Films were important, because it was largely all that the people at that time had. They had the radio, but they didn’t have TV, which is a big collective experience. Going to the cinema was a huge event, and movies were vastly important during that period, not only for keeping people’s spirits up, but also trying to instruct people as to how to conduct themselves during certain circumstances. And I think the big thing was that they were received collectively and that everybody got a sense of being involved in something together.
You play Ambrose Hilliard, an aging actor who has settled into a comfortable rut churning out B-grade detective movies. In your own career, you’ve been able to play a wide variety of roles. Was it interesting to embody an actor who basically does one thing?
I’ve always wanted to be that kind of actor. I’ve longed for it! [Laughs] When I was younger, other actors always used to complain, “I don’t want to be typecast.” I couldn’t wait to be typecast! Because it meant you just had to do the same thing all the time and you’d be fine. Everyone would go, “Oh, that’s the thing he does. He does that thing,” and I’d love to be like that. Instead, they always come up to me now and ask, “Will you play an octopus?” Or “Will you play a vampire? Or “Will you play a zombie?” I’m kidding, because it’s fun to play different parts and I would probably hate [being typecast]. But it was good to come to a part like Ambrose. They were looking for someone to play a chronically self-absorbed and pompous actor in his declining years, and they came to me. On a good day I can process that. [Laughs]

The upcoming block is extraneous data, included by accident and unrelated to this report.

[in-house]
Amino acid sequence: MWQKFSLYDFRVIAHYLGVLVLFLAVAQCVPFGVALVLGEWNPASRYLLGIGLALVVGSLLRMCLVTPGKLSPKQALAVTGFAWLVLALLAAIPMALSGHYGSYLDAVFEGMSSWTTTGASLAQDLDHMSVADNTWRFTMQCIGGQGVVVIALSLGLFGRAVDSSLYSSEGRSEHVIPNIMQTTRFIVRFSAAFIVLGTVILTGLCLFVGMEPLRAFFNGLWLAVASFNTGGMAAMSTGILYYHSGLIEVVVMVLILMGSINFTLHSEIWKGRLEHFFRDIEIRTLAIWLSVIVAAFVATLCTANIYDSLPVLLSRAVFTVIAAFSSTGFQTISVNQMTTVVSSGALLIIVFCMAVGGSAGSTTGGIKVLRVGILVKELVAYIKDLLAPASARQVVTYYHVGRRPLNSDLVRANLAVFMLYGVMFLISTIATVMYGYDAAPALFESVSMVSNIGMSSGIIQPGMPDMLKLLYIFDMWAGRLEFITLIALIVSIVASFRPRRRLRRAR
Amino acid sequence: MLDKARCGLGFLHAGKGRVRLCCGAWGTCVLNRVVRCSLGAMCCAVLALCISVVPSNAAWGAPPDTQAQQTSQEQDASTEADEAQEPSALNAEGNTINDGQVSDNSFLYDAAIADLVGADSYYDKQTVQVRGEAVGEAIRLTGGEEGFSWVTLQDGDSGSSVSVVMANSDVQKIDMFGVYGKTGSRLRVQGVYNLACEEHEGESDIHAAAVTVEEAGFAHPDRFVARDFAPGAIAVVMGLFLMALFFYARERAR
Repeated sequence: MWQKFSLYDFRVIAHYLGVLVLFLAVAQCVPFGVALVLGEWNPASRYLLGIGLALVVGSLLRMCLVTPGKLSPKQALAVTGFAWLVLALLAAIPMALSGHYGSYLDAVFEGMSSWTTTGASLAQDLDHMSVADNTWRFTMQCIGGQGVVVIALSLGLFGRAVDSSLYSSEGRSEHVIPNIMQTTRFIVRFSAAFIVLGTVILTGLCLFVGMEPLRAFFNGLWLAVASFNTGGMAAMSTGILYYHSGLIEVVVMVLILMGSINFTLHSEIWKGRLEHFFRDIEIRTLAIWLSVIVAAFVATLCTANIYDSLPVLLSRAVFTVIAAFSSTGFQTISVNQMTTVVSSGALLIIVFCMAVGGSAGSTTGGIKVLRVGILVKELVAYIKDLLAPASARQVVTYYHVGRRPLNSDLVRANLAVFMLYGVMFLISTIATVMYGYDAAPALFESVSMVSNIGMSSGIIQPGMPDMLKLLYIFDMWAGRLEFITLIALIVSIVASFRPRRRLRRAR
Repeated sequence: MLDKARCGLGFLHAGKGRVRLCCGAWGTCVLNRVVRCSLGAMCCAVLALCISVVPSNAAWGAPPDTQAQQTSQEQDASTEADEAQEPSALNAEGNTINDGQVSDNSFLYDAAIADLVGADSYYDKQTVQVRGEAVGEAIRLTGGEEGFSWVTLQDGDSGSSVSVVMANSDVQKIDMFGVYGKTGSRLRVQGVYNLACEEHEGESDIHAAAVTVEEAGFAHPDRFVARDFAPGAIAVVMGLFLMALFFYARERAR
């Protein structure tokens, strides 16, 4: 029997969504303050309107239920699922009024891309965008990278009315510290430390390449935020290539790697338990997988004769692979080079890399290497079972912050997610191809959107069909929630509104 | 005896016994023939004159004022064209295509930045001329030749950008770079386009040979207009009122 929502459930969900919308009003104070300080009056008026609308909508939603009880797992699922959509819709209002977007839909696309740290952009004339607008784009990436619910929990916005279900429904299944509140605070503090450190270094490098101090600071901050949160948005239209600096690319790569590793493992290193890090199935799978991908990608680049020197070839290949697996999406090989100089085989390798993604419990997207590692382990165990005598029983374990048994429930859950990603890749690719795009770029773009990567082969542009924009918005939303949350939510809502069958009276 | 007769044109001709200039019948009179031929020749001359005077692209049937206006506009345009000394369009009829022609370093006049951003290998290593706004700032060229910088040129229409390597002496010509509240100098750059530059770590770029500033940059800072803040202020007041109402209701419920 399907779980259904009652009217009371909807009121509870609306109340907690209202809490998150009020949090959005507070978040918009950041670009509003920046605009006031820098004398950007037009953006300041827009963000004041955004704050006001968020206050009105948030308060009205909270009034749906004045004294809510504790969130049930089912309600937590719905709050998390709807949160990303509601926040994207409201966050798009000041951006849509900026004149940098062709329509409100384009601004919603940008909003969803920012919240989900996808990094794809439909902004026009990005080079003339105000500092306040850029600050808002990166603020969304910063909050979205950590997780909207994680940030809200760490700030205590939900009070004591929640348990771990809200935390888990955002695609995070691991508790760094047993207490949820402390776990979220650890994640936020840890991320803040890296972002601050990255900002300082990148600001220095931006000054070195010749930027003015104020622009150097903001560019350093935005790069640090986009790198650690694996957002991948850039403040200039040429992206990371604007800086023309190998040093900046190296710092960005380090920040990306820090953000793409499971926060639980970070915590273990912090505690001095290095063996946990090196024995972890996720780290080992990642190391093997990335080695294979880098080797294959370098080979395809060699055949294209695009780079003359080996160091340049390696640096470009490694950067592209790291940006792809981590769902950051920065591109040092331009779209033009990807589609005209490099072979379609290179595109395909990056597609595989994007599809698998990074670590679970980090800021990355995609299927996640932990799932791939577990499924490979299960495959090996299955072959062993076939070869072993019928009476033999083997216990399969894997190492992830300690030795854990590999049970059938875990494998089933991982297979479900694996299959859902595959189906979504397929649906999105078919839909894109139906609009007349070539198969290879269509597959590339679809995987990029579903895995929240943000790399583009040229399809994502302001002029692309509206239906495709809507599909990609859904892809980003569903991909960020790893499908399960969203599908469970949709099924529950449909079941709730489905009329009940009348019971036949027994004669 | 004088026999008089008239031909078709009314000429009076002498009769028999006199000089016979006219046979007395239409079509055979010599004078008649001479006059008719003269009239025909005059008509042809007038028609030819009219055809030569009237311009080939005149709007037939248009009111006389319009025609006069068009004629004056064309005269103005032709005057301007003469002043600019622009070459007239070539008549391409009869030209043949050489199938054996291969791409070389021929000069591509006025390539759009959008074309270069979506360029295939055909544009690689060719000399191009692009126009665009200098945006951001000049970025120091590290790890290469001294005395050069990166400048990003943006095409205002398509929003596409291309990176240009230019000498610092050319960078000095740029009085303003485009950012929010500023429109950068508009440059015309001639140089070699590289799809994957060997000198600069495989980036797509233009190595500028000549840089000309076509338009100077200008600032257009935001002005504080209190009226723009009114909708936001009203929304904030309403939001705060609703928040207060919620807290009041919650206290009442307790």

British cinema has a proud tradition of the kinds of detective yarns that Ambrose would have made, like the Bulldog Drummond series. Do you have a soft spot for those movies?